Since crossing the Bay of Biscay my attention, energy and focus has been for WhaleFest 2015. This annual festival held in Brighton is the world’s biggest celebration of wild whales and dolphins. Since its beginnings in 2011 I have been involved with the virtual whale watch. There are not too many opportunities to go whale watching off Brighton, with perhaps the odd harbour porpoise to be encountered. But what is a whale and dolphin festival without whale watching? So each year we have set up boats, used some clever props and a screen and taken people responsible whale watching from the comfort of the venue.
So once again I found myself sitting in a small inflatable boat with a group of kids and adults dressed in bright orange life jackets, bouncing on our new banana-type boat, cast in a blue glow. Only this time there is not one massive screen ahead of us. Around the boat stand up waves are positioned behind which a team of volunteers crouched, hidden from view. Above birds swoop from the ceiling, suspended in this magical blue light. Ahead are positioned two screens, not just one. The trip starts with me again requesting the life jacket whistles not be blown, and for people to remain on board our boat. We run through the responsible whale watching guidelines we will be sticking to should we be lucky enough to see whales and dolphins. Then we are leaving harbour and the calls of gulls and general background noise disappears as the engines gear up. A lighthouse just ahead moves away as we head out to sea. For the next 10 minutes or so whales and dolphins and even a beautiful turtle, appear not just from up ahead but from all sides. The massive dorsal fins of a pod of orca, a head as one spy hops, a stunning turtle swims past (it’s the most amazing turtle I have ever seen anyone make!), a giant sperm whale’s tail gloriously lifts up from behind one of those waves, while yet more whale backs are seen surfacing amongst the waves. The spray of their blow catches the blue light, swirling briefly before disappearing, catching the nearby passengers and making them call out in delighted surprise.
|The Virtual Whale Watch set up|
We remove netting from over the side of the boat, before putting down not only a hydrophone to listen to the clicks of sperm whales, but also, its seems everyone’s latest toy, a GoPro. On one of the screens ahead a sperm whale appears out of the blue abyss, swimming upside down and then disappearing again. The kids love yelling every time something appears, screaming out what they reckon it could be, taking in the whole adventure and for the most part accepting the odd appearance of an arm or top of a head from behind a wave. As the trip nears its end, the setting sun appears behind the larger screen before the shadows of dolphins begin breaching against its orange glow. Out of nowhere more dolphins appear from behind the waves, the kid’s head whipping round as groups of three or four dolphins appear simultaneously from all angles. Then, seamlessly, footage of dolphins appears on the bow at the front of the boats, they are riding the pressure wave a boat creates, effortlessly keeping up. They are so close, seeming to peer up at us as we gaze down at them. As the trip ends the lighthouse reappears and there is one last chance to say thank you before the passengers pile off the boats and make their way out. We may in reality have never left the room, but it’s amazing what a little bit of imagination and one rather excitable guide can do to get kids and adults alike inspired by our truly breath taking ocean world.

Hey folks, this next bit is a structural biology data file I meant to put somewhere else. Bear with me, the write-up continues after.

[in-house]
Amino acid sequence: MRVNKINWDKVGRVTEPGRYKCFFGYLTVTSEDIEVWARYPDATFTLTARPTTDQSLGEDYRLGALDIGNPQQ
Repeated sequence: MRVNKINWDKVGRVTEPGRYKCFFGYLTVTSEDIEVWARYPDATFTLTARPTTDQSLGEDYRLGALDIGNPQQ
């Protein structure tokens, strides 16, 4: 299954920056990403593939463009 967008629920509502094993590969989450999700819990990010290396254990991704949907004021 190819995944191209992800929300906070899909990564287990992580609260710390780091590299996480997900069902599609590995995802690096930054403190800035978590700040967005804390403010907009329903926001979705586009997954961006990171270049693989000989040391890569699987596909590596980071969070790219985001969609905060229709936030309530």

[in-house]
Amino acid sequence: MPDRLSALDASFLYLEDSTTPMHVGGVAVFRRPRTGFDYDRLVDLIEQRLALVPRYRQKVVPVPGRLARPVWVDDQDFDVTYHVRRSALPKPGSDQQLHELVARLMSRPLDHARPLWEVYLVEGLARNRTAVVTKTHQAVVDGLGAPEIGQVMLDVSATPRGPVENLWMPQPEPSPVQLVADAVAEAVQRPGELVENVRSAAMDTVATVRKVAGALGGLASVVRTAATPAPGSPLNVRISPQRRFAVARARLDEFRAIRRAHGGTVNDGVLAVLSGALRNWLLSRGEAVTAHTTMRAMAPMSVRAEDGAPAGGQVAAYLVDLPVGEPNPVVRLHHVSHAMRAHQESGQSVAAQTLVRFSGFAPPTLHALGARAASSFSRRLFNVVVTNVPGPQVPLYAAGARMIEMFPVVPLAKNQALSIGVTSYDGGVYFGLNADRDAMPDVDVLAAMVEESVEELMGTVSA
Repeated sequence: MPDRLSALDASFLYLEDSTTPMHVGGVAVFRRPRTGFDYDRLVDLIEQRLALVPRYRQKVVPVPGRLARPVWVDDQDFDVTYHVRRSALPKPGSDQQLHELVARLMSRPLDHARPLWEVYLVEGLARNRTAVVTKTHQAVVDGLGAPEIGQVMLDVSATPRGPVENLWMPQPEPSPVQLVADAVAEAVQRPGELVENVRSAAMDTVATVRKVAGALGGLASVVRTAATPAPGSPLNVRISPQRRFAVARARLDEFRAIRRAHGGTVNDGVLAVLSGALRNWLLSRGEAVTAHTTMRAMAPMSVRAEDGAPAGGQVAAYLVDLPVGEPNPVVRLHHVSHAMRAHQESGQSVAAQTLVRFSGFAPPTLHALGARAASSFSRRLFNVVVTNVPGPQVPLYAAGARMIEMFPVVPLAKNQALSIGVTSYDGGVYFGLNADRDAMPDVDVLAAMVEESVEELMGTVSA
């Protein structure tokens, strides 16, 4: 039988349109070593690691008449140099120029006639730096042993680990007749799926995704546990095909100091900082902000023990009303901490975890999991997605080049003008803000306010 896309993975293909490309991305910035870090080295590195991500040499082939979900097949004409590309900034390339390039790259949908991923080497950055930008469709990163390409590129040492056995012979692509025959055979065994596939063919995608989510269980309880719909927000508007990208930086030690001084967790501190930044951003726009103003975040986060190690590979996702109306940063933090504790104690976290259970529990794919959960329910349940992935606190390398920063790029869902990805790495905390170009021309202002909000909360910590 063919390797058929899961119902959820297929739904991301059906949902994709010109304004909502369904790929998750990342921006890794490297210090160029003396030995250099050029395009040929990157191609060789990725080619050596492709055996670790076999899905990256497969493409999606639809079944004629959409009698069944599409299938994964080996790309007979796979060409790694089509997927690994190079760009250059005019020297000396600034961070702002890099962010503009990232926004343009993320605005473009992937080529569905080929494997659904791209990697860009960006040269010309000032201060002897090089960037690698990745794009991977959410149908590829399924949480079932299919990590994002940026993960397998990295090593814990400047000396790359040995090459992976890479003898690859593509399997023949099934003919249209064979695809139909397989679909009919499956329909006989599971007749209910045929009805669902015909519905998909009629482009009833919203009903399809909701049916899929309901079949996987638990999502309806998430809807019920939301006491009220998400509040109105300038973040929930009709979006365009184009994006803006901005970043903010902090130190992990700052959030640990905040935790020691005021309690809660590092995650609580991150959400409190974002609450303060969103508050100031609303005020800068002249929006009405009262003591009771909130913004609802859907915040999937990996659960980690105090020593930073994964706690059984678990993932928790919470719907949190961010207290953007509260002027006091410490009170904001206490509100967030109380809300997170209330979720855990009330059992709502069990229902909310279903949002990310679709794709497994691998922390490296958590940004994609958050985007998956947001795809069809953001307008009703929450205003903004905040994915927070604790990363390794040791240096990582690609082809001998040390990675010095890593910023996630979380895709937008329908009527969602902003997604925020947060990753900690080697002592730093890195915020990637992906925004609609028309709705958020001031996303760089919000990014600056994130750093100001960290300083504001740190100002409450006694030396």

|The Virtual Whale Watch at WhaleFest 2015|
Once again WhaleFest has reached out to thousands. It was so easy to forget the thousands of people passing through outside the doors to our blue watery world of the virtual whale watch. There were sea shanties being sung, a shark zone with life sized inflatable sharks and a cave experience, hundreds of stands of whale watch companies and charities, campaigners and researchers giving inspirational talks on their work, people dressed as sharks and orca, life sized inflatable whales and dolphins surrounding a main stage where people like Steve Backshall, Monty Halls, Micheala Strachan, Gordon Buchananan, John Hargove, Ric O’ Barry and Will Travers talked to audiences of hundreds about their experiences with whales and dolphins. There was an auction of amazing experiences, kindly donated by World Cetacean Alliance partners, and 52 whale tails representing the wild soul of each of the orca currently in captivity. All raising money for the Wild and Free Campaign run by the WCA and Born Free Foundation. Out on the beach there was an emotionally charged arts installation of a mother and calf orca, made up of over 5000 crosses each representing f a whale or dolphin that has died in captivity. Through social media and by live streaming interviews with celebs, researchers and campaigners from the whale and dolphin world, the festival reached out to thousands more around the world who could not attend in person. Not only that, the Whale Graveyard on Brighton beach was seen by thousands, not just those who attended the festival itself, making passers-by stop and think about what we are doing to these sentient emotional beings locking them in tiny bath tubs and making them perform.
|The WCA Whale Graveyard on Brighton Beach|
The power, passion and inspiration of WhaleFest, the ripple effect of what a few dedicated volunteers are doing and the difference we are making across the world never ceases to amaze me, and I am so proud to be involved.